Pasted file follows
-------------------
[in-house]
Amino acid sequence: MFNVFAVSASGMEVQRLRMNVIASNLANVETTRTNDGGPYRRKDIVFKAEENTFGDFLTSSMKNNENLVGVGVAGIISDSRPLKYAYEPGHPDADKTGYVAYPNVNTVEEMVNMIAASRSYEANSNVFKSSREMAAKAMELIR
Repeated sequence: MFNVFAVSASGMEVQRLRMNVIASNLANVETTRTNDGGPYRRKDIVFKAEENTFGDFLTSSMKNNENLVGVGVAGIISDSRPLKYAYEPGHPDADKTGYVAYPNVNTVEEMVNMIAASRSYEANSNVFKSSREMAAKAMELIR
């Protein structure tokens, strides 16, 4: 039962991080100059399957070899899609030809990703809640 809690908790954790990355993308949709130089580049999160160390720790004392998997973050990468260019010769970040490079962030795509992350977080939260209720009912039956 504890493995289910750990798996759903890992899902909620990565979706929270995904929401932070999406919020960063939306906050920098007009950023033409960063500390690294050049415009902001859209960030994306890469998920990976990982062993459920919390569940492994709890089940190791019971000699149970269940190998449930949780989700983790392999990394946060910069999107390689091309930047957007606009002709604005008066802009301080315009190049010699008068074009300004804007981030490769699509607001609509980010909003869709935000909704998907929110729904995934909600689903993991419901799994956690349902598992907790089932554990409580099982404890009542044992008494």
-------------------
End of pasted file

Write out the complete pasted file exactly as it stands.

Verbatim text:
[in-house]
Amino acid sequence: MFNVFAVSASGMEVQRLRMNVIASNLANVETTRTNDGGPYRRKDIVFKAEENTFGDFLTSSMKNNENLVGVGVAGIISDSRPLKYAYEPGHPDADKTGYVAYPNVNTVEEMVNMIAASRSYEANSNVFKSSREMAAKAMELIR
Repeated sequence: MFNVFAVSASGMEVQRLRMNVIASNLANVETTRTNDGGPYRRKDIVFKAEENTFGDFLTSSMKNNENLVGVGVAGIISDSRPLKYAYEPGHPDADKTGYVAYPNVNTVEEMVNMIAASRSYEANSNVFKSSREMAAKAMELIR
């Protein structure tokens, strides 16, 4: 039962991080100059399957070899899609030809990703809640 809690908790954790990355993308949709130089580049999160160390720790004392998997973050990468260019010769970040490079962030795509992350977080939260209720009912039956 504890493995289910750990798996759903890992899902909620990565979706929270995904929401932070999406919020960063939306906050920098007009950023033409960063500390690294050049415009902001859209960030994306890469998920990976990982062993459920919390569940492994709890089940190791019971000699149970269940190998449930949780989700983790392999990394946060910069999107390689091309930047957007606009002709604005008066802009301080315009190049010699008068074009300004804007981030490769699509607001609509980010909003869709935000909704998907929110729904995934909600689903993991419901799994956690349902598992907790089932554990409580099982404890009542044992008494």